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March 2017 Market Commentary

Saturday, Apr 1, 2017

The “Trump Trade” in U.S. equity markets began to slow in March, but its early year strength let investors enjoy strong first quarter returns. Global equity markets continued their 2017 rally, driven by expectations of improving global growth and rising corporate earnings. In fixed income, the Bloomberg Barclays U.S. Aggregate Bond Index was flat for the month despite the Fed’s decision to raise its policy rate for the second time in four months. The following table contains a summary of March’s market performance:

Index March YTD Index March YTD
S&P 500 (Total Return) +0.12% +6.07% All Country World Index (Net) +1.22% +6.91%
MSCI EAFE (Net) +2.75% +7.25% Barclays Aggregate -0.05% +0.82%
MSCI Emerging Markets (Net) +2.52% +11.45% 60/40 Blend* +0.71% +4.44%
* 60% All Country World Index/40% Barclays Aggregate

While U.S. investors’ optimism over the benefits of potential reform has waned, global optimism for equities remains strong, as investors turn their attention to strengthening evidence of global economic recovery and earnings growth. In the fall of 2016, investors were expecting slow economic growth in the U.S. and uncertain about when Europe, China and the emerging market economies might begin to show faster growth. Today, the global economy appears to be growing in sync as “economic surprise” indexes, which measure whether economic data was weaker or stronger than forecast, are surprising to the upside not only in the U.S., but in Europe, Japan, China and the emerging markets.

The U.S. economy produced some of its strongest job growth since 2008, adding nearly 300,000 jobs with the unemployment rate falling to 4.7%. The number of job openings is near a post-crisis high and an increase in the number of workers willing to voluntarily leave their jobs for new ones both point to faster wage growth, supporting increased consumer confidence. The index of leading economic indicators also increased for the sixth straight month and is now at its highest level in a decade, with gains across most the indexes’ indicators, suggesting “an improving economic outlook for 2017.”

The Fed’s second rate increase in four months, which was nearly universally expected, was almost a non-event, with equity markets finishing higher on the day. The market’s response reflects in part a belief that the Fed’s policy decisions will remain accommodative to growth. The Fed’s accommodative signal is based on the observation that while there are signs that inflation is increasing, long-term interest rates remain low, a reflection of the market’s view of inflation and growth. Low long-term interest rates have led to near record corporate bond issuance in the first quarter of 2017. The yield spread investors demand to hold investment-grade corporate bonds over Treasuries fell to 1.16%, from 1.22% at the start of the year.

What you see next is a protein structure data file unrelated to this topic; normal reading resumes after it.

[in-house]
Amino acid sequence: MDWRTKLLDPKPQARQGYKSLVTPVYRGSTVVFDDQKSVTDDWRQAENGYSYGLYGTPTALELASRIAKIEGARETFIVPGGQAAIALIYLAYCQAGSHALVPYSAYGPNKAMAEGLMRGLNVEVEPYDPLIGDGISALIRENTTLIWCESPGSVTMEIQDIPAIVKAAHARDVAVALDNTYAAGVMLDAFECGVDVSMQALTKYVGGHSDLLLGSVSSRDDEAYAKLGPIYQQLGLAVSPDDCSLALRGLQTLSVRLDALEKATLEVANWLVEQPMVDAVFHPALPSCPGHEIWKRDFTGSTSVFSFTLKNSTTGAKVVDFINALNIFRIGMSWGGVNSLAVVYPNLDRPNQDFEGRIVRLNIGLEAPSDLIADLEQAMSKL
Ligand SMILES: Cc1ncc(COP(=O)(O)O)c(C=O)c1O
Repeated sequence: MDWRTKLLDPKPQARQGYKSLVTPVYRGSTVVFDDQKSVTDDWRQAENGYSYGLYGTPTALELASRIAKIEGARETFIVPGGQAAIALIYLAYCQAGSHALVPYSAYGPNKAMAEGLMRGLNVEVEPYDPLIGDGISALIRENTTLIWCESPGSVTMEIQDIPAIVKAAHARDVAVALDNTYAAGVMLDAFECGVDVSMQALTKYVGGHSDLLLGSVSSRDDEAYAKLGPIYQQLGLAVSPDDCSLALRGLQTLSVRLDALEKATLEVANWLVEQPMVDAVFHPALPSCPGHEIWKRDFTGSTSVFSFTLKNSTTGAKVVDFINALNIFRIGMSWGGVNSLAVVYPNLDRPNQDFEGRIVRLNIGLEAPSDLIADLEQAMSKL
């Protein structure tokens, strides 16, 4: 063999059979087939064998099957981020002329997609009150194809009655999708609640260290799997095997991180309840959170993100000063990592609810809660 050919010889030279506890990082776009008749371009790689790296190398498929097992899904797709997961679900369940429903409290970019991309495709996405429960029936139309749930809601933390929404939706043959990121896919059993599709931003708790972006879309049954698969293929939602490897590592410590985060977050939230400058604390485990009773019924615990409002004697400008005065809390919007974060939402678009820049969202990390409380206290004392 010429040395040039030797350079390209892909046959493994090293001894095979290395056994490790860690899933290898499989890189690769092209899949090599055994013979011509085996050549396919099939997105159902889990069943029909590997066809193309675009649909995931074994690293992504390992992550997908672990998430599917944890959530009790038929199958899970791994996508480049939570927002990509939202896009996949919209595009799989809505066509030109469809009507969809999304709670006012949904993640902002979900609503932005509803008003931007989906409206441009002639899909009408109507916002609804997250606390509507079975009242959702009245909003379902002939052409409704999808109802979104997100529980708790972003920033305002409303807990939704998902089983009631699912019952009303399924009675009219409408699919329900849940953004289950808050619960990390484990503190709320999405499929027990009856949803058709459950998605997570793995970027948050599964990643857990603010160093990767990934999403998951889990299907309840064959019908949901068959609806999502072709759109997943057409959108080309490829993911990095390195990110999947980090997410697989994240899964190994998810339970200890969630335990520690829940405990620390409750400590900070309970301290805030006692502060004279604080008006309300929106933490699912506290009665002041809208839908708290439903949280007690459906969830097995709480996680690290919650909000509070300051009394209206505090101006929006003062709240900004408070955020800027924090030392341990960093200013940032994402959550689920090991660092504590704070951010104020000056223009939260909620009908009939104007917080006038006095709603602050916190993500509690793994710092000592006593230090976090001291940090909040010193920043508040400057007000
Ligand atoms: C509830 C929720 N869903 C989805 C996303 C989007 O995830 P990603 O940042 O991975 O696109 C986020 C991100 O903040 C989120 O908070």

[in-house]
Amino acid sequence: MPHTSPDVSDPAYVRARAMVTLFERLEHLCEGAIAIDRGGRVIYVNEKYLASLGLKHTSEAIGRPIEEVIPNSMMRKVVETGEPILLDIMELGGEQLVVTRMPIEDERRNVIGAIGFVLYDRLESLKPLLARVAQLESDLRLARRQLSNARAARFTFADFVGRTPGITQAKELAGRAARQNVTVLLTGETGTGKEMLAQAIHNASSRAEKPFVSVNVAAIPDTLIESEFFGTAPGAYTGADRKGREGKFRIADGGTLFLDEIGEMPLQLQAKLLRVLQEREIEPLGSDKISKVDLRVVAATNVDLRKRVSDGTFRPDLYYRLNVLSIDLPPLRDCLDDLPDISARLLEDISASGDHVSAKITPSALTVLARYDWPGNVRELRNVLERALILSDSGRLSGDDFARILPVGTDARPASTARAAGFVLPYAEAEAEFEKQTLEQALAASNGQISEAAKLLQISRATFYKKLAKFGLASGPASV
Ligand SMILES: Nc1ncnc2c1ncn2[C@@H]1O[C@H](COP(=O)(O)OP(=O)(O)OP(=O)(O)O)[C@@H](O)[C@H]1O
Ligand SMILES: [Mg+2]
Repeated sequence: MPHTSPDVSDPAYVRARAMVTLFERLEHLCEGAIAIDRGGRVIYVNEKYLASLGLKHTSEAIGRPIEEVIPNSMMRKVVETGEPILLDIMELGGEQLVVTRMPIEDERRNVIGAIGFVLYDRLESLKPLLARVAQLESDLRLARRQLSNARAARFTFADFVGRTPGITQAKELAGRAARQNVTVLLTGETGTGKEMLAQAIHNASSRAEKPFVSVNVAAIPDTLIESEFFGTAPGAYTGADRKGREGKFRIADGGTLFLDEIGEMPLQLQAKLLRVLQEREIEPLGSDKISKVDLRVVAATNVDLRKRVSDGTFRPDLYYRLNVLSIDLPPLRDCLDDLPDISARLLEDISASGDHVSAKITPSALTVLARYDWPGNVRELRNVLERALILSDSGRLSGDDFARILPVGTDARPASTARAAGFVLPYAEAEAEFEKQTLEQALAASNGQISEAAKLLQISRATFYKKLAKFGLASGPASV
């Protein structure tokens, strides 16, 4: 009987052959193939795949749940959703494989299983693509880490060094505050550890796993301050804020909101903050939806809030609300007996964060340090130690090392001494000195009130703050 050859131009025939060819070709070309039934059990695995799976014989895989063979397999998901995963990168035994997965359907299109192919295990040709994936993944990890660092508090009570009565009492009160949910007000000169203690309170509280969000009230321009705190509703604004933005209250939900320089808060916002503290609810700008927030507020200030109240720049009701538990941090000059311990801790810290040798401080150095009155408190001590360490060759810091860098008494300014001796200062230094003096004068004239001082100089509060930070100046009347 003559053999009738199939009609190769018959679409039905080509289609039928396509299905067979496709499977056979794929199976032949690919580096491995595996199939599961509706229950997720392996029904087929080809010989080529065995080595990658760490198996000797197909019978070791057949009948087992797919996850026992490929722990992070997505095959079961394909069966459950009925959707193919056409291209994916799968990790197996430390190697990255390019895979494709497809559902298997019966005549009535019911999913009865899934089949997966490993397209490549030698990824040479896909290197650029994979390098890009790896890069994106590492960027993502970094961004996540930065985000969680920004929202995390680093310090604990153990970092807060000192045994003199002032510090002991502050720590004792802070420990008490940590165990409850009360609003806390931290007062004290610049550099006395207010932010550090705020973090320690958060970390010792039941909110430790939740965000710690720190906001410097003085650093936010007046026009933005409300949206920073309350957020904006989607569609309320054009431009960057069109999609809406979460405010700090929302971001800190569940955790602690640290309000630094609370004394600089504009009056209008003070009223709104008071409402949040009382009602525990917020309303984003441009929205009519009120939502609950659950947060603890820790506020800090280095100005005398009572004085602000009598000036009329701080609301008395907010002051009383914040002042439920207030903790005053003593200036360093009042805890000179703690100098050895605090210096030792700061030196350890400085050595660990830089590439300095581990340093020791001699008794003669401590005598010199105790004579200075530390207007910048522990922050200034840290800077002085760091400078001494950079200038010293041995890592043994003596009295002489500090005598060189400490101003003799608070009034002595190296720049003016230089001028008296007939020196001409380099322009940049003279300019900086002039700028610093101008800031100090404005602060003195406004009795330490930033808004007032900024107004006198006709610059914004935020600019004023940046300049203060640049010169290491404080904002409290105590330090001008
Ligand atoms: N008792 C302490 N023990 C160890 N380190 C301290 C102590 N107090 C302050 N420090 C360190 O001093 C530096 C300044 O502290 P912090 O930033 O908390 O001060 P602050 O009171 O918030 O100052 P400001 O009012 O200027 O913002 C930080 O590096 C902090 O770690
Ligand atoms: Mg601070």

In the European Union, approximately three million jobs were created over the last year, more than in the U.S. Eurozone factory growth accelerated in March, as an improving global economy boosted export demand in the region's biggest economies. Measures of manufacturing output for Germany, France and Italy all rose compared with the previous month, pushing a European-wide measure to its highest since 2011, Underlying inflation is nearing 2%, allowing conversations to take place as to when the ECB will begin to raise interest rates and end quantitative easing. Concerns about the EU’s existence in the face of upcoming elections appear to have decreased, as evidenced by positive capital inflows to European equities.

In Japan, quantitative easing has reduced the value of the yen enough that export growth is fueling the nation’s overall economic growth. Emerging market nations have displayed signs of accelerating growth. As a group, they have benefitted from the recovery of Chinese growth, the stabilization of commodity prices, improving domestic demand, and a depreciating dollar.

While synchronized growth across the major economies is a positive sign, investors should remain aware of several threats to growth and asset prices. China continues to support its growth with high levels of debt believed by many to be unsustainable. European unity is still under threat from populist movements as well as a troubled Italian banking system. And in the U.S., where business and consumer confidence have risen in anticipation of tax and regulatory reform, further disappointments from the Trump administration could lead to a further unwinding of the “Trump Trade.”

CAPROCK continues to remain constructive on the outlook for economic growth and equity prices. However, we also believe markets are expensively priced, and have historically experienced sell-offs in years in which the market finishes up. Depending on the cause of such sell-offs, we believe such events would provide an entry point for those wanting to increase their allocation to public market equities.

This communication is not an offer or solicitation with respect to the purchase or sale of any security and is for informational purposes only. Information contained herein has been derived from sources believed to be reliable, but CAPROCK makes no representations as to its accuracy or completeness. Investment in securities involves the risk of loss. Past performance is no guarantee of future returns.








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